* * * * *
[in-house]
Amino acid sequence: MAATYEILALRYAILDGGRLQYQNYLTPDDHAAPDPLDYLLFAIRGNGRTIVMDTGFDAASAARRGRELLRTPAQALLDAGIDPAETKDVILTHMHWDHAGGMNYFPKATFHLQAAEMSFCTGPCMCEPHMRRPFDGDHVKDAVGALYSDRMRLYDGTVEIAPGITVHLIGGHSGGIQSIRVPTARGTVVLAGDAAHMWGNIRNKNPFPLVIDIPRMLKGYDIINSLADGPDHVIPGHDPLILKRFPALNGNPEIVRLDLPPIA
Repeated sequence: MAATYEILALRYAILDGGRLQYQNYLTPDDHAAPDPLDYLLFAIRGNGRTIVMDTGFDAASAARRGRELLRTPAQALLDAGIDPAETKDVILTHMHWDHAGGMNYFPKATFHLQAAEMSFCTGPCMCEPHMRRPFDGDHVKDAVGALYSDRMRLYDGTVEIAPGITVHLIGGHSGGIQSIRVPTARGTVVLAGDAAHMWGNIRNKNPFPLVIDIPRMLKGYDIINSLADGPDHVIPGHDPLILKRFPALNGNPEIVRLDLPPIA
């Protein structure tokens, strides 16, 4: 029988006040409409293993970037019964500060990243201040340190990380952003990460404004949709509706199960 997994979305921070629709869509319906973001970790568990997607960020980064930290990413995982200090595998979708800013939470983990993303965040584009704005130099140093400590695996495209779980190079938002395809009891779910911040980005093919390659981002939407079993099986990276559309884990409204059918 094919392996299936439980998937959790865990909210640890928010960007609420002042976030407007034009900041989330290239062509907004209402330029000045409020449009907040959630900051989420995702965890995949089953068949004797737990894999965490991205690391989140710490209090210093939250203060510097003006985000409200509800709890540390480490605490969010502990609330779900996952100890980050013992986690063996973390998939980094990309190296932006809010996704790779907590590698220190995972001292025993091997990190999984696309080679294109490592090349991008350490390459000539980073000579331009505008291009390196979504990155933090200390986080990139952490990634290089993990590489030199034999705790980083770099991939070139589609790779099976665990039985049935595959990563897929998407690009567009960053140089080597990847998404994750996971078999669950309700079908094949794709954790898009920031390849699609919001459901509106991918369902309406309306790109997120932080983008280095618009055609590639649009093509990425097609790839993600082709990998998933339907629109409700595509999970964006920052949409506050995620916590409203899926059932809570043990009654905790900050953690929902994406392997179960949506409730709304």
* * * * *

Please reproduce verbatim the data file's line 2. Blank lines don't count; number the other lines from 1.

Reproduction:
Amino acid sequence: MAATYEILALRYAILDGGRLQYQNYLTPDDHAAPDPLDYLLFAIRGNGRTIVMDTGFDAASAARRGRELLRTPAQALLDAGIDPAETKDVILTHMHWDHAGGMNYFPKATFHLQAAEMSFCTGPCMCEPHMRRPFDGDHVKDAVGALYSDRMRLYDGTVEIAPGITVHLIGGHSGGIQSIRVPTARGTVVLAGDAAHMWGNIRNKNPFPLVIDIPRMLKGYDIINSLADGPDHVIPGHDPLILKRFPALNGNPEIVRLDLPPIA